Like most homeschooled students, my senior year of high school was not the experience of typical American teens. I knew that going into it, of course, and while I was fine with no prom, no yearbook, and no cap and gown at the end, I had no idea just how different my senior year would be…
I’m the oldest child in a large family. At the beginning of my last year of school, I had two sisters and four brothers, and sadly, my mom had lost several babies to miscarriage. A few months into the school year, we were all thrilled to learn that another sibling was on the way. Mom was quite sick, so we had hope that her hormone levels were sufficient to sustain this little life. I helped out a bit more than usual with household tasks, but that was fine with me. I was excited about another sibling and although it made it a little harder to study as much as I needed to, it was well worth it. And it would only last a couple of months, right?
Then it happened. Mom started bleeding. We were devastated that she was losing yet another baby, but something seemed different this time around. A doctor’s visit confirmed a healthy pregnancy, but she had partial placenta preevia, which meant she would need to be on bedrest for the forseeable future.
Suddenly my educational path changed. While I still worked on schoolwork as much as I could, I also became the “manager” of the house, stepping into my mom’s shoes as much as possible. Along with regular school subjects, I was learning how to plan menus, grocery shop, and do the cooking for nine people (and it wasn’t just practice…I was really in charge). I learned how to manage a large household, keeping the house clean, the laundry done, the toys picked up. Of course my siblings helped tremendously, but I learned that keeping everyone organized and doing their part was harder than it looked!
In addition to the homemaking duties, I needed to help with the education of my younger siblings. Mom was able to help with a lot of the classes from her spot on the couch, but there were several subjects that were better taught in our “classroom” setting. So I learned along with my siblings. Surprisingly, teaching a subject actually made it “click” better for me than studying it, so while I had less time for my own math classes, I finally understood some of the more fundamental steps. This had the side benefit of making my own studies a little easier, when I did have time to spare for them.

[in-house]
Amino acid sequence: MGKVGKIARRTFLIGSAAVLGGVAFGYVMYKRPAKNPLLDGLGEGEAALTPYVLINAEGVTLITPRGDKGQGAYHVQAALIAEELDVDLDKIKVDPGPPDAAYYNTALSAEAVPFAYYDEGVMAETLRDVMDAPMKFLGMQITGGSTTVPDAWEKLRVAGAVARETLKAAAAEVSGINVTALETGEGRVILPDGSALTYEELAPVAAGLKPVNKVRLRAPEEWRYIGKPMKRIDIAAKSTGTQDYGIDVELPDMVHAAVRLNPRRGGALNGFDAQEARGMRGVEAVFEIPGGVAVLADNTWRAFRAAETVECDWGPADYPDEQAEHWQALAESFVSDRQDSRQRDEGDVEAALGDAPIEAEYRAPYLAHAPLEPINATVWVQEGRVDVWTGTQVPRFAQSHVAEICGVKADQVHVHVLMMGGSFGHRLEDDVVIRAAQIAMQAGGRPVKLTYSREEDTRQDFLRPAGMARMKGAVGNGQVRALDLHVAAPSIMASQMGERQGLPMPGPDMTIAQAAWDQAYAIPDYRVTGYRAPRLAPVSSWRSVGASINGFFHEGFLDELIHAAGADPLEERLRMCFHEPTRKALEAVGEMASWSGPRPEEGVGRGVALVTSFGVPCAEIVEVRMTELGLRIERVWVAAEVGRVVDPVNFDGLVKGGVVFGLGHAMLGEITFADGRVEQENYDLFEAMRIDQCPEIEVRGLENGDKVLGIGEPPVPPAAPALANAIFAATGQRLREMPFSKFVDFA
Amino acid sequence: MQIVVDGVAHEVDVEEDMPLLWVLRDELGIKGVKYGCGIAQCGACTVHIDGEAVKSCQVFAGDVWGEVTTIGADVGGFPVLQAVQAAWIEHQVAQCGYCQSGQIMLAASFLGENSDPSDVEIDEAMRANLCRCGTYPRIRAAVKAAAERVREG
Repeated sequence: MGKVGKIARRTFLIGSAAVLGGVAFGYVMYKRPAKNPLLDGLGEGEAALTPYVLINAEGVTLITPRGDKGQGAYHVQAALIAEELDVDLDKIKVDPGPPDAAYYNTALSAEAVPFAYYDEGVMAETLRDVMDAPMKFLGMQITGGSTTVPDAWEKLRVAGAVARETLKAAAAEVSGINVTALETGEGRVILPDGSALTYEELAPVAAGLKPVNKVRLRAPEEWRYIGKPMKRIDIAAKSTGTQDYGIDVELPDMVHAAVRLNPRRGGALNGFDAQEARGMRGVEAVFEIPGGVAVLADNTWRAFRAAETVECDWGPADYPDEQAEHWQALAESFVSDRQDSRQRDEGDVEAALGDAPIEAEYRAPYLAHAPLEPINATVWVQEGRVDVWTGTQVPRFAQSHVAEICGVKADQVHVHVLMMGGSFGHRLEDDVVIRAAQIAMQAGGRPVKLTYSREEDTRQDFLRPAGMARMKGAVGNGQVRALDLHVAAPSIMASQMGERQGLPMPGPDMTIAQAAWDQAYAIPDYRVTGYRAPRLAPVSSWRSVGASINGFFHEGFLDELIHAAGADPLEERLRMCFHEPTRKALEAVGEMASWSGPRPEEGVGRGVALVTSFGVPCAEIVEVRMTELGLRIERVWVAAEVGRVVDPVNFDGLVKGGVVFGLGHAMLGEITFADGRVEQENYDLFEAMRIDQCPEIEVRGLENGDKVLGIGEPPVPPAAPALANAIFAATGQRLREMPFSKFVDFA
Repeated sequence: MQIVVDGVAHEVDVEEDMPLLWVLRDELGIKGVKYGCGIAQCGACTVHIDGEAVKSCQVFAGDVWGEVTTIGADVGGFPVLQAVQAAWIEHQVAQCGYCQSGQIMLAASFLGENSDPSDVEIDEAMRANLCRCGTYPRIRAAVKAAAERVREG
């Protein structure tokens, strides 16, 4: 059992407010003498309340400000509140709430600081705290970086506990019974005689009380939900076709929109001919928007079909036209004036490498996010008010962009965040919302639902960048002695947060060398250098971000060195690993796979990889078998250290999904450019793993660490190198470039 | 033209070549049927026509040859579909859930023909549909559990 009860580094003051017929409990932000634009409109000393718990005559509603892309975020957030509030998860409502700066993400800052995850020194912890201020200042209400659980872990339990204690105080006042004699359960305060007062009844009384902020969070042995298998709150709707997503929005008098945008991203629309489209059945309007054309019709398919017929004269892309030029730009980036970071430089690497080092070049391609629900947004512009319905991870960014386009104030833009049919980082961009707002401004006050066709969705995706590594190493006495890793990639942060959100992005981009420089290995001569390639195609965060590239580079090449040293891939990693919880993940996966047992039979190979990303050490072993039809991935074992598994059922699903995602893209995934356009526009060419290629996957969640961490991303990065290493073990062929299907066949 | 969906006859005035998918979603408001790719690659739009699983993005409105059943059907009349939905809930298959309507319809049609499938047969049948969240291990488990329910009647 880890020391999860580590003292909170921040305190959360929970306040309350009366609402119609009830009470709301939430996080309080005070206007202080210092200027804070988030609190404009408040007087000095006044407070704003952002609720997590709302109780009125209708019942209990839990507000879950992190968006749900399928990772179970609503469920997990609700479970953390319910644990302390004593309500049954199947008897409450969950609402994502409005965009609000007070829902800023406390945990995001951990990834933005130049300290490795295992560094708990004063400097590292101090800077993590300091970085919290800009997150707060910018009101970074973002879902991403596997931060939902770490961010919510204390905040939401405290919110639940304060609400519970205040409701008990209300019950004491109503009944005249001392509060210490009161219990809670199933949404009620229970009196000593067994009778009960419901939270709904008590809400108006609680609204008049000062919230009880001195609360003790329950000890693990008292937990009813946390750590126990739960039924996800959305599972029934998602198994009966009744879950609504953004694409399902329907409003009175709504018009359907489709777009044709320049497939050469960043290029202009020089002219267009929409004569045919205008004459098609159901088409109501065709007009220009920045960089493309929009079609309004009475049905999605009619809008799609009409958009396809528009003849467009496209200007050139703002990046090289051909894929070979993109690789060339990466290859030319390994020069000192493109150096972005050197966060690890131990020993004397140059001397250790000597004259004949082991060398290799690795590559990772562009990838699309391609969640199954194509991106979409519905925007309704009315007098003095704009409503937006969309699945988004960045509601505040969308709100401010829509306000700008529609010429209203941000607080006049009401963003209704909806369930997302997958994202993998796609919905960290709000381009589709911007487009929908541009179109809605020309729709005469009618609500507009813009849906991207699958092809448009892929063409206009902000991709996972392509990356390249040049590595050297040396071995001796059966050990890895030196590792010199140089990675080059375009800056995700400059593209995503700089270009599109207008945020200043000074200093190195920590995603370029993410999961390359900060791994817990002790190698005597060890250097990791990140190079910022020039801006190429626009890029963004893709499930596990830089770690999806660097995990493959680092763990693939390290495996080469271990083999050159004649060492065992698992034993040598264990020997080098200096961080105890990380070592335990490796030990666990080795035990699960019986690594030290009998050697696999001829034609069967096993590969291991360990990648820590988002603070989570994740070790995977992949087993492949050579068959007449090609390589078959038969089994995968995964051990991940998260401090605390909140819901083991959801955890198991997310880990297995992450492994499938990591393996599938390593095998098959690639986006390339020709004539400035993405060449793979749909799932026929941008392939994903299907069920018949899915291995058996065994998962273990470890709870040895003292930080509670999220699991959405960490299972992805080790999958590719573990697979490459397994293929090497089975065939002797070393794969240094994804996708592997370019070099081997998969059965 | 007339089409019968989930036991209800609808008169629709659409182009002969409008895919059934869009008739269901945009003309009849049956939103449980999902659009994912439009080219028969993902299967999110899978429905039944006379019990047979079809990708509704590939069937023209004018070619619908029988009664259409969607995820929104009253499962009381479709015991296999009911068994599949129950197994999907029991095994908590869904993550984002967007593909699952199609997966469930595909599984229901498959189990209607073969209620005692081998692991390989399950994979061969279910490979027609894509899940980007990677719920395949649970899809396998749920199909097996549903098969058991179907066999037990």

I think the best part of my unusual senior year was the development of my character. My parents had taught me from a young age to put others first, to work hard, to be cheerful in adversity: now I had to put it into practice. In a society that often fails to prepare young adults for life’s challenges, letting them think that the artificial atmosphere of school is the “real world,” I was able to get a glimpse of what would be in store for me down the road, and the less-exciting parts of the life I dreamed of.
I didn’t get to finish all the studying I hoped to in my last year of school. But guess what? The opportunity to learn never goes away. I continued my studies independently in subsequent years, and I plan to keep learning until I die. I am so thankful for the life lessons learned in my senior year…and for my youngest brother, Andrew, whose birth I was privileged to witness a few months after graduation. What a good plan God had for my last year of formal education!